Posted inOpinion

The Offensively Inoffensive

At a tandoori restaurant in Tel Aviv, an Israeli politician chastises a quixotic Norwegian diplomat: “When people talk to you, Terje, you should pay attention to what they actually say, and not just listen for what you want to hear.”  The scene is from “Oslo,” which began as a 2016 play and last weekend resurfaced […]

Posted inEssay

Randomness with Direction

“Somehow, after all, as the universe ebbs towards its final equilibrium in the featureless heat bath of maximum entropy, it manages to create interesting structures,” wrote James Gleick in his popular exploration of chaos theory. Nature’s natural tendency is to form patterns. Conversely, the universe teems with randomness and dissipation. “But randomness with direction can […]

Posted inInterview

Building That Foundation

There’s an inescapable delight that comes with listening to the Notorious B.I.G.’s posthumous 1997 single “Mo’ Money, Mo’ Problems,” wrapped up as the song is in Diana Ross samples, the Clinton-fueled optimism of ’90s America, and Biggie’s unapologetic lyrical grandstanding (“Jig on the cover of Fortune, 5-double-O. Here’s my phone number, your man ain’t got […]

Posted inOpinion

Disregard All Information

Singer-songwriter Tom Lehrer introduces his 1965 song “So Long, Mom (A Song for World War III)” in a style familiar to classical music fans. “This year we’ve been celebrating the hundredth anniversary of the Civil War, and the fiftieth anniversary of the beginning of World War I, and the twentieth anniversary of the end of […]

Posted inInterview

Natural Consequences

English countertenor Tim Mead’s voice is clean, serene, and direct, with a chameleon-like ability to remain subtly expressive in music from Handel to George Benjamin’s opera “Written on Skin,” in which Mead sings a queasily erotic and effective Boy. When I talked to Mead this month, he had just finished singing a project in Malta, […]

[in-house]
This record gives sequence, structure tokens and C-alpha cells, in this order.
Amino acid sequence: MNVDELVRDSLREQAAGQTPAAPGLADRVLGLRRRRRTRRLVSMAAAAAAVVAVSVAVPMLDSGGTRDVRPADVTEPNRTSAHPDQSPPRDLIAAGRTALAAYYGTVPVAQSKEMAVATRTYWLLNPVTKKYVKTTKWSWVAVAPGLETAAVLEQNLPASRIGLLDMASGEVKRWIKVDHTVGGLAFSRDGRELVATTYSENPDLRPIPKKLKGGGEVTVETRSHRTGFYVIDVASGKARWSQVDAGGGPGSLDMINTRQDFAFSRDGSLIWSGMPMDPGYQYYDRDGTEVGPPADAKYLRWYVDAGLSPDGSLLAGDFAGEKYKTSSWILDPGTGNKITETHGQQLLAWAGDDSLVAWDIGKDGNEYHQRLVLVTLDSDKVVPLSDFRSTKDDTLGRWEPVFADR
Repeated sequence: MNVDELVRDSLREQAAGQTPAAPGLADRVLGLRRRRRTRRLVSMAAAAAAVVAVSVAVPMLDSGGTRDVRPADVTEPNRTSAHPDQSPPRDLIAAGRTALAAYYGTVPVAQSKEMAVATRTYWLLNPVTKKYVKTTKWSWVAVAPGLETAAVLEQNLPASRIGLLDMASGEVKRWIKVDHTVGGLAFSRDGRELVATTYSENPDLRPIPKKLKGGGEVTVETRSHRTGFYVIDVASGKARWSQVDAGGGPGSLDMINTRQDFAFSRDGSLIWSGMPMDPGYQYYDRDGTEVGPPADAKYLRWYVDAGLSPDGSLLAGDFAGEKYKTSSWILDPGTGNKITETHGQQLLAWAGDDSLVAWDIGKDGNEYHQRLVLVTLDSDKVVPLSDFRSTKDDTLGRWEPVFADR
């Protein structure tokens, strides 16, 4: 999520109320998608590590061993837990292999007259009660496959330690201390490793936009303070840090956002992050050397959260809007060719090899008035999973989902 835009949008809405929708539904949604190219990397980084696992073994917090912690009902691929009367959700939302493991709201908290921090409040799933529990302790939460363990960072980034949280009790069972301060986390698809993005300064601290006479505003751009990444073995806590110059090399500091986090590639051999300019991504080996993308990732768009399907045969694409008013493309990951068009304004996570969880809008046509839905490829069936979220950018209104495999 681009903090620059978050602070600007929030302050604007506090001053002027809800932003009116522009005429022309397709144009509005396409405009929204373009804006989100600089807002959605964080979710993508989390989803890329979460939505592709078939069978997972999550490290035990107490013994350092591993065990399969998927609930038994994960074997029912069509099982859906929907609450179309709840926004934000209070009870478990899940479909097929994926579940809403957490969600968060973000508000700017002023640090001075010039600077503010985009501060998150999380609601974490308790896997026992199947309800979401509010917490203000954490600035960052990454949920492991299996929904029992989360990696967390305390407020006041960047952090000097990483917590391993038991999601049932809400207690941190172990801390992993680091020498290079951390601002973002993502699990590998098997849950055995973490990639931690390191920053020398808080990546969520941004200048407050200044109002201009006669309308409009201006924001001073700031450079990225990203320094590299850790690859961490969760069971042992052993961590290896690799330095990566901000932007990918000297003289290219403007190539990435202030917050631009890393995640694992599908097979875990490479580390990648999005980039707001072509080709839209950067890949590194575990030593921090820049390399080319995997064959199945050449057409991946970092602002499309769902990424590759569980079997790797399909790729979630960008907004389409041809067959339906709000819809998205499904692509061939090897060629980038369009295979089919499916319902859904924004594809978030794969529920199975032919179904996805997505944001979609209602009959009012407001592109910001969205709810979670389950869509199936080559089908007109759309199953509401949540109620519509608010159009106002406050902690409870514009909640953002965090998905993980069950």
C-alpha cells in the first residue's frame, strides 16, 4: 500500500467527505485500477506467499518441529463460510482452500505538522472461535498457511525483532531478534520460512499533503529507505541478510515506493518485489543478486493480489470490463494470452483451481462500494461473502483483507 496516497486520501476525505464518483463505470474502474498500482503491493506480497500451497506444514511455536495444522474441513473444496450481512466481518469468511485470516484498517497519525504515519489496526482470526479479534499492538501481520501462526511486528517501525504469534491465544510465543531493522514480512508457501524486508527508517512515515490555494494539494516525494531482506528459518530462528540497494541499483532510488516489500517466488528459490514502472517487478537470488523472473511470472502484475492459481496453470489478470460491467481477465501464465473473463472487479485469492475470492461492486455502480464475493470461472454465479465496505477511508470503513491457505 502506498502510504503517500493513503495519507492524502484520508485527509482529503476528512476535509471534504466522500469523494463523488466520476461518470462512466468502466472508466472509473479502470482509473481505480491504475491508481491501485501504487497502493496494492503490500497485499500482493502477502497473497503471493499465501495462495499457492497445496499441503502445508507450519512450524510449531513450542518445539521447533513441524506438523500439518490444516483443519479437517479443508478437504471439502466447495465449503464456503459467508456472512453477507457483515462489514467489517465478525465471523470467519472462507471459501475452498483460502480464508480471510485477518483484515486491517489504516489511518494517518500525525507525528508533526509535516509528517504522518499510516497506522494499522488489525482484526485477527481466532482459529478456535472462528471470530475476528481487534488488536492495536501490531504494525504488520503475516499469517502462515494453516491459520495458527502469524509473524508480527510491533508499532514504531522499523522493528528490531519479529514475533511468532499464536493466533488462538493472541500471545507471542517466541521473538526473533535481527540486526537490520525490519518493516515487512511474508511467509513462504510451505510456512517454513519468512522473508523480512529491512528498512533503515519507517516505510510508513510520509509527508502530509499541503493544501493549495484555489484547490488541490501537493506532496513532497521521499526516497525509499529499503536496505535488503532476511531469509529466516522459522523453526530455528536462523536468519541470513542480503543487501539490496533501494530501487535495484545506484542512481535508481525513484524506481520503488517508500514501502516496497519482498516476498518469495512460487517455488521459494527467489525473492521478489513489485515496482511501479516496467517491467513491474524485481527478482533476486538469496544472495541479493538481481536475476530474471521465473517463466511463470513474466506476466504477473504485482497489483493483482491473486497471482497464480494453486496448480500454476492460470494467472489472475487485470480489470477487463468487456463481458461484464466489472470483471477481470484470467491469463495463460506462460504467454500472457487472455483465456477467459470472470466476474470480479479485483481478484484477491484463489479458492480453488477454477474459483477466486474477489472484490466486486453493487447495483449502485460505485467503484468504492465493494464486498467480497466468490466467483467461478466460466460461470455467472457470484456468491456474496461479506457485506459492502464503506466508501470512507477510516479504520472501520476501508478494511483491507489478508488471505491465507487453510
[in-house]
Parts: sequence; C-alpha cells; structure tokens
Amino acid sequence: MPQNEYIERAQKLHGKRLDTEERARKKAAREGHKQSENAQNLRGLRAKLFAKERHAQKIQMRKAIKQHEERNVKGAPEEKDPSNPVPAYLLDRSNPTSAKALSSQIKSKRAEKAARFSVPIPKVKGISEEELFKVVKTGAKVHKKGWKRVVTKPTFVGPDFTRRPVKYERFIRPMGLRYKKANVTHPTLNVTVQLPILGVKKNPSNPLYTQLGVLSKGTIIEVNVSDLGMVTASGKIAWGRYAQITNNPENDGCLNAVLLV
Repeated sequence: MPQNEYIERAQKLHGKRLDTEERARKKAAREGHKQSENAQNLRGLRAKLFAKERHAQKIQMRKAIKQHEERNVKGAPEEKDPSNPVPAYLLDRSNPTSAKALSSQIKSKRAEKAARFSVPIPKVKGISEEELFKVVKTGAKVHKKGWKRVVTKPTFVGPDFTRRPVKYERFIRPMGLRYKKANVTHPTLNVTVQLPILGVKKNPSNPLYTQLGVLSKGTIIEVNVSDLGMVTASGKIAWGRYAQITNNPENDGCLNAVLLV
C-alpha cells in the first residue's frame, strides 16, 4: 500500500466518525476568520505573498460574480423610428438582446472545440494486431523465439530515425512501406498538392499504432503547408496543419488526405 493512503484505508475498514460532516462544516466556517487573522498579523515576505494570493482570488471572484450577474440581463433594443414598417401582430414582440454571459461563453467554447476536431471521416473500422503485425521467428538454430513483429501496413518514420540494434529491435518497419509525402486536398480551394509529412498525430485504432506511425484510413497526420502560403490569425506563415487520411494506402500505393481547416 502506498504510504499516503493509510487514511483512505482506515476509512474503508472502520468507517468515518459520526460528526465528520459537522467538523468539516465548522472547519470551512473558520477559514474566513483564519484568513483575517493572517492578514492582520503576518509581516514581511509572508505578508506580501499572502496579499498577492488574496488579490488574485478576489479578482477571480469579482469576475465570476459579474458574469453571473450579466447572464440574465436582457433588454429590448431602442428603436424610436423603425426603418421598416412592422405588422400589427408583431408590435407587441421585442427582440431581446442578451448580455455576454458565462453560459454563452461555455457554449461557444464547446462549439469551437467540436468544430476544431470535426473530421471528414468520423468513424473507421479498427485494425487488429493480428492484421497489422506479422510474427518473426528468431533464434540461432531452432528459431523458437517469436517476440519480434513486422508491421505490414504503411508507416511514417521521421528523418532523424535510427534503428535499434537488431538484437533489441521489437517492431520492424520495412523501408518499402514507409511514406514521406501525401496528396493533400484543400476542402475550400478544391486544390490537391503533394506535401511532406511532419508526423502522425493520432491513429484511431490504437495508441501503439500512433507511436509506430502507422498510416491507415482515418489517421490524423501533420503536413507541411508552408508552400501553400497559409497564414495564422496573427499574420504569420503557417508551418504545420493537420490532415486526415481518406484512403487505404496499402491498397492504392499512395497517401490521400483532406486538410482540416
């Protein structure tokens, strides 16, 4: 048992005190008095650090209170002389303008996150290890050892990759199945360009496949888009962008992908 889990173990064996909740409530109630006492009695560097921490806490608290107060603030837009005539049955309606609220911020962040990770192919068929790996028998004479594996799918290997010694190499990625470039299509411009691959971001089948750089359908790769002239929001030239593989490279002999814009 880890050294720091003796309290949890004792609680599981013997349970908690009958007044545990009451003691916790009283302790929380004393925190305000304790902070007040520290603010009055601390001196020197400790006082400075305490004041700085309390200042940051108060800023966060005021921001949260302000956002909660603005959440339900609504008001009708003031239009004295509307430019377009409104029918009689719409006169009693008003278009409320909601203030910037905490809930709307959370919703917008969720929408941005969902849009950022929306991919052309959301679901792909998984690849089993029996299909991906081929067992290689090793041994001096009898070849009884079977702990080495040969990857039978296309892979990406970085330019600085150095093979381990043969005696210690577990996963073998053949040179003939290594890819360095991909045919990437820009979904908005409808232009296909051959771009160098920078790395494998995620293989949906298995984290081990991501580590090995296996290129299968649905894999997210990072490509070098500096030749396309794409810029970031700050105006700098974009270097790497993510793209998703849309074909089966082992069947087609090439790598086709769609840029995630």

Posted inReview

The Society of the Spectacle

Modernist literature has a special fascination with Wagner. The voices of “Das Rheingold” and “Tristan und Isolde” drift across T. S. Eliot’s “The Waste Land.” Virginia Woolf’s The Waves bears the imprint of the composer’s motivic method, along with the symbolism of the “Ring” Cycle and “Parsifal.” A lusty Wagnerian atavism is stamped all over […]

Posted inReview

Far Away, So Close

In this pandemic, with its necessity of physical distancing, opera—known for large-scale, human-intensive productions and larger-than-life immediacy—faces particular challenges. Many companies’ creative approaches to COVID-friendly performance have drawn on the past few decades of live broadcasts to bring their productions to house-bound, worldwide audiences. At the end of this first year, filmed opera produced during […]

Posted inReport

Collective Breath

Singing, as a teacher of mine once disarmingly put it, is simply “an exhaling of sorts.” For most people, the mechanisms of breathing are hardly noticed unless they stop working as intended. That caveat has become more present in the last year, with the nature of COVID-19 leaving us paying more, and more nervous, attention […]

Posted inReview

We Got Drunk and Listened to Jonas Kaufmann’s Christmas Album

Considering the bleak happenings that have defined 2020, we can all be thankful for one grand unifying event that restored a little bit of our faith in humanity: Jonas Kaufmann released a Christmas album. Not just any Christmas album: a two-hour, 42-track deluxe set of everything from traditional Alpine tunes (“Es wird scho glei dumpa”) […]